Science Matters by David Suzuki
?All seafood could disappear by 2050, new report,? was the headline. But the psychological effect may as well have been: ?Abandon hope, all ye who enter here.?
Versions of the former headline abounded recently after a groundbreaking research article on marine biodiversity was published in the journal Science. ?Kiss your fish and chips goodbye? was another popular heading, as were takes on ?No more fish in the sea.?
On one hand, this kind of alarming headline could be potentially beneficial because it highlights the urgency of a dire situation in our oceans. Without that sense of urgency, no one will act to prevent a disaster from occurring and we really could lose most of our sea life. On the other hand, such headlines personally make me want to bury my head in the sand or stick my fingers in my ears and sing choruses of ?La la la, I can?t hear you.?
When news is so depressing and on such a huge scale, it can make individuals feel powerless. And when people feel powerless, they tune out. That?s not how change happens.
Interestingly, the actual title of the research article published in Science was ?Impacts of biodiversity loss on ocean ecosystem services.? The point about the potential for catastrophic declines in sea life abundance was a relatively minor one in the study, used to highlight the urgency of the need to change the way we manage our oceans. The main thrust of the article was much more interesting.
That thrust was the importance of biodiversity in maintaining healthy marine ecosystems. The international study, headed by researcher Boris Worm out of Dalhousie University in Halifax, looked at a variety of marine ecosystems and how well they handled stress. It concluded that the more diverse an ecosystem is, the better it is at dealing with stresses such as overfishing.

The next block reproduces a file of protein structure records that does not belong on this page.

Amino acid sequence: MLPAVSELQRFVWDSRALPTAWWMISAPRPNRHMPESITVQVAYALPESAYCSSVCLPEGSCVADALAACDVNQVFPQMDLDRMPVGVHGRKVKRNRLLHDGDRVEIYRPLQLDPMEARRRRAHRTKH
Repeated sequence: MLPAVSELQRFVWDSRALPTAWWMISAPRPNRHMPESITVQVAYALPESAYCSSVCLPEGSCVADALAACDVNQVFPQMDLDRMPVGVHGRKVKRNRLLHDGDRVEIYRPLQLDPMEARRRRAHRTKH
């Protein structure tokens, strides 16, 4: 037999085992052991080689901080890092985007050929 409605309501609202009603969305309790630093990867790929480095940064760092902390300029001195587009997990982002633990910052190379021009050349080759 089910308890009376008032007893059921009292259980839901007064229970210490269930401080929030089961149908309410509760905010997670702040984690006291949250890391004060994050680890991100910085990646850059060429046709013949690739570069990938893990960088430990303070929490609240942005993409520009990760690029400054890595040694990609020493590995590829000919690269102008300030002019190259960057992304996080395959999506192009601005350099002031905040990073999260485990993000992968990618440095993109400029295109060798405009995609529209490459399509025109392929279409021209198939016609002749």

Biodiversity has long been seen as an important factor in the stability of land-based ecosystems. More biologically diverse ecosystems on land tend to be more stable, helping to secure the continued functioning of the entire system. This was the first comprehensive study to find the same is true for water-based ecosystems, discovering a consistent pattern across 32 small-scale experiments and through reviews of 12 coastal ecosystems.
The conclusion has major ramifications for the way we manage our fisheries, which still tends to be based on individual fish stocks, rather than the ecosystems in which they are embedded. According to the new study, we?re going about it all wrong. If you want to protect individual fish stocks, you really need to protect entire ecosystems.
Unfortunately, that story isn?t very newsy. Disappearing seafood is. Without the news hook of the dire predictions for the future of seafood, the article may not have made the front page, or any page at all in the popular press. So, either by chance or by design, the report?s authors rolled out their study baited with the sweet smell of disaster.
And reporters took to it like sharks to a chum line, resulting in headlines around the world. Most newspapers and television stations stuck to the ?total collapse? angle, often ignoring the biodiversity story altogether. More thoughtful journals, however, did focus on the actual thrust of the study ? fisheries management and biodiversity. In its news pages, Science used the headline ?Global loss of biodiversity harming ocean bounty,? for example, while The Economist ran with ?New research points to a better way of protecting fish stocks?.
Whether the popular press stories were motivational or paralyzing remains to be seen. But the fact remains that right now, the spectacular and the spectacularly awful make headlines. In the news game, the rest is just details. That puts the way the mainstream press reports news at odds with the way people become motivated and makes social change even more difficult than it already is.
Take the Nature Challenge and do more at http://www.davidsuzuki.org.
– 30 –